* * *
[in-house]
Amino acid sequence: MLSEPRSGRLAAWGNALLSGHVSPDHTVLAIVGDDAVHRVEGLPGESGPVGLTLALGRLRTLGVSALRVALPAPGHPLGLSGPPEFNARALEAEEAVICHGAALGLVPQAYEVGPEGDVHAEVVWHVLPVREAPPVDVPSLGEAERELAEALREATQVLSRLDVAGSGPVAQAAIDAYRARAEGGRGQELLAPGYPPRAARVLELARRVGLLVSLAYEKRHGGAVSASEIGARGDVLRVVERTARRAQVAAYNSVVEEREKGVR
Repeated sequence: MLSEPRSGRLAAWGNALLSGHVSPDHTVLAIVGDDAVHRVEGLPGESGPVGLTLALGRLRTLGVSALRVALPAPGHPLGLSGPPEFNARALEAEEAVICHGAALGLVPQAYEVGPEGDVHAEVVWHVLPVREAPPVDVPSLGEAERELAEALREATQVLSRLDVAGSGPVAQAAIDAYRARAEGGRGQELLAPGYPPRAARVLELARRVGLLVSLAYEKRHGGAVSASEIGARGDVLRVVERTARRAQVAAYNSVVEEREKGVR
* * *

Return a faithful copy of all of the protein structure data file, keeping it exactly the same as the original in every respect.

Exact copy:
[in-house]
Amino acid sequence: MLSEPRSGRLAAWGNALLSGHVSPDHTVLAIVGDDAVHRVEGLPGESGPVGLTLALGRLRTLGVSALRVALPAPGHPLGLSGPPEFNARALEAEEAVICHGAALGLVPQAYEVGPEGDVHAEVVWHVLPVREAPPVDVPSLGEAERELAEALREATQVLSRLDVAGSGPVAQAAIDAYRARAEGGRGQELLAPGYPPRAARVLELARRVGLLVSLAYEKRHGGAVSASEIGARGDVLRVVERTARRAQVAAYNSVVEEREKGVR
Repeated sequence: MLSEPRSGRLAAWGNALLSGHVSPDHTVLAIVGDDAVHRVEGLPGESGPVGLTLALGRLRTLGVSALRVALPAPGHPLGLSGPPEFNARALEAEEAVICHGAALGLVPQAYEVGPEGDVHAEVVWHVLPVREAPPVDVPSLGEAERELAEALREATQVLSRLDVAGSGPVAQAAIDAYRARAEGGRGQELLAPGYPPRAARVLELARRVGLLVSLAYEKRHGGAVSASEIGARGDVLRVVERTARRAQVAAYNSVVEEREKGVR